Tara Williams reviews NATIVE AMERICAN ENVIRONMENTALISM by Joy Porter

August 15, 2015 0 Comments Book Review 4141 Views
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Native American Environmentalism Land, Spirit, and the Idea of Wilderness by Joy Porter

Native American Environmentalism: Land, Spirit, and the Idea of Wilderness. Joy Porter University of Nebraska Press, 2014. Paperback, 224 pp. $24.95 (A retitled paperback version of previously published Land and Spirit in Native America, Praeger, 2012).

Reviewed by Tara Williams

Joy Porter, a British history professor, embarks on a self-described intellectual journey to “tap the recent thirst for analysis of space… and for analysis of the religious and spiritual” (xvii) through an interdisciplinary analysis of all three in the context of the historical United States and its indigenous peoples.  Porter expresses her intention to “give the reader a coherent and up-to-date look at those who have had most to say about the relationship between Indian peoples, land, and spirit across time,” noting that “It is a book as much about Euro-America as it is about Native America” (xvii). These are laudable and ambitious goals for a single volume, especially a slim one, at 145 pages of text supported by 26 additional pages of notes.

Porter succeeds in offering up an intellectually dazzling inter-disciplinary synthesis of historic, economic, religio-spiritual and political attitudes, theories, and scholarship from a wide range of predominantly White male European and Euro-American sources, and how it all converges to impact the way the dominant culture has viewed the land, and by extension, indigenous inhabitants. The author is less successful in clearly articulating or offering deep insight into the book’s titular raison d’etre: to illuminate what Native American environmentalism means, specifically in association with concepts of land, spirit, and wilderness.

A significant problem here is that “those who have had the most to say” about Indian people have tended, historically, and particularly in academia, not to be Indian people themselves. Porter, to her credit, does reference some prominent American Indian writers, including those of the 19th century and before, but by not including significant excerpts from their work, does not shed much light on their perspectives. Writers such as Zitkala Sa and Charles Eastman had the unique perspective of growing up within their Native cultures, then being educated in the Euro-American sense, and were able to compare quite authentically and accessibly their understanding of the differing cultures’ points of view on land and spirit. Not including such perspectives makes it difficult for the reader to follow the evolution of Native American attitudes toward the topic at hand.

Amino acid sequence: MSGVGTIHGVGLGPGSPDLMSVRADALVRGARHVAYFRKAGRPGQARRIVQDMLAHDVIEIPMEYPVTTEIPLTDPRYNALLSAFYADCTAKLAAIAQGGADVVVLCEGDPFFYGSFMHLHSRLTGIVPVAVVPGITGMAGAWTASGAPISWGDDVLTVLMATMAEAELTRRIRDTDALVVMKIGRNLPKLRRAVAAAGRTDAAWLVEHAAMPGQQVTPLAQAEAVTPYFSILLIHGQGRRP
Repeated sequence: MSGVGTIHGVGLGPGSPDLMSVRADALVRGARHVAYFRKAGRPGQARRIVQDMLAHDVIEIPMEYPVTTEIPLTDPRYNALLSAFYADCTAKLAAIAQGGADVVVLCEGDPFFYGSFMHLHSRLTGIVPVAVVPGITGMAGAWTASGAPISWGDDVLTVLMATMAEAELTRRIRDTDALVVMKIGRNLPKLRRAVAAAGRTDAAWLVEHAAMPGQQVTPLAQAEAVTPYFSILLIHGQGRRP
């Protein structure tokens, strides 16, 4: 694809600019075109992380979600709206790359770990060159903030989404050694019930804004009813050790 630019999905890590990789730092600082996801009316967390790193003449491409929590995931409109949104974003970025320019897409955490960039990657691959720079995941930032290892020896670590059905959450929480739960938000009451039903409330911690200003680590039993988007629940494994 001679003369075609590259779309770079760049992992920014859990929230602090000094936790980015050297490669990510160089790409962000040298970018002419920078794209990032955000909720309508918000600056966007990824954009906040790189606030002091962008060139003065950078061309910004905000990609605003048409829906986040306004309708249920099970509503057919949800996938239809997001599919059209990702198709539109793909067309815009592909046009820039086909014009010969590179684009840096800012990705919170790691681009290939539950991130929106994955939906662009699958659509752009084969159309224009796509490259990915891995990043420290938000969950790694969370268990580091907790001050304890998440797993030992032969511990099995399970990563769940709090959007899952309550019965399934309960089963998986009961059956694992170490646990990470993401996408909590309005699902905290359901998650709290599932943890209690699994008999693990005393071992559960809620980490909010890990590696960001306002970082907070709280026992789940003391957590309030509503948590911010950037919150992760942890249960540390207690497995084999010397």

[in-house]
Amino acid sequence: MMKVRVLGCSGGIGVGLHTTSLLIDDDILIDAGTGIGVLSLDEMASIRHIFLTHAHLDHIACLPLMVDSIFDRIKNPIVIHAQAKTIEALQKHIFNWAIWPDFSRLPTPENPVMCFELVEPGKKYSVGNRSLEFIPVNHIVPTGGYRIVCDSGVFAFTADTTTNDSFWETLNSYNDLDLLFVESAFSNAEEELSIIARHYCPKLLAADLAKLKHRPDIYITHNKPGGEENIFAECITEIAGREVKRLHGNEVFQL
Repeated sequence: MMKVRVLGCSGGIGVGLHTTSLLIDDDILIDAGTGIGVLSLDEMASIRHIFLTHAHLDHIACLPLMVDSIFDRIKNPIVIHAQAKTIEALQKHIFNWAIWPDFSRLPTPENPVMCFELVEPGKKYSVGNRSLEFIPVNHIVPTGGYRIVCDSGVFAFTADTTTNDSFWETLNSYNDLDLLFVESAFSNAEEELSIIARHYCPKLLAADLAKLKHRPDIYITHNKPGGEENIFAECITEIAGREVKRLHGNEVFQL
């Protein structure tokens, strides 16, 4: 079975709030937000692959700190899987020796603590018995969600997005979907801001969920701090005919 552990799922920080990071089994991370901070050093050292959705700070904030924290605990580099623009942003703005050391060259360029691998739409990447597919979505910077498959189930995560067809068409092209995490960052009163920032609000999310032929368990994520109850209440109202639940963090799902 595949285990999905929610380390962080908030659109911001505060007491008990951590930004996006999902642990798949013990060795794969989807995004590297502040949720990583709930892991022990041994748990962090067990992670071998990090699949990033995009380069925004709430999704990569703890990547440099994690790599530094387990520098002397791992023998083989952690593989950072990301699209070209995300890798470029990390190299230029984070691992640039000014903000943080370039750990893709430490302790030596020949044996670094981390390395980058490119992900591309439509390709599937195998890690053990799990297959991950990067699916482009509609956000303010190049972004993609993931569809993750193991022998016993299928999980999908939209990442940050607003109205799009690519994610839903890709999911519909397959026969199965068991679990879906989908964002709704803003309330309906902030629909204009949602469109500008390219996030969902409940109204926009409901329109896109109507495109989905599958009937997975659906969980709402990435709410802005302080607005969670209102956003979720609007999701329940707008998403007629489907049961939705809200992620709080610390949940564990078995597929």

Another issue is the difference (compared to European and Euro-American academics) in the way many traditional Indian people regard their spirituality, which is to say not as a matter to be intellectualized or taken out of context. This dichotomy was exemplified by Hopi efforts to block the 1991 publication of Ekkehart Malotki’s book The Hopi Salt Journey by University of Nebraska Press. Hopis at the time felt the book crossed a line by revealing spiritual knowledge that should be limited to those initiated and prepared to receive it. The ignorance of some academics in recognizing and respecting cultural boundaries has earned a widespread distrust among many American Indian people, often for good reason.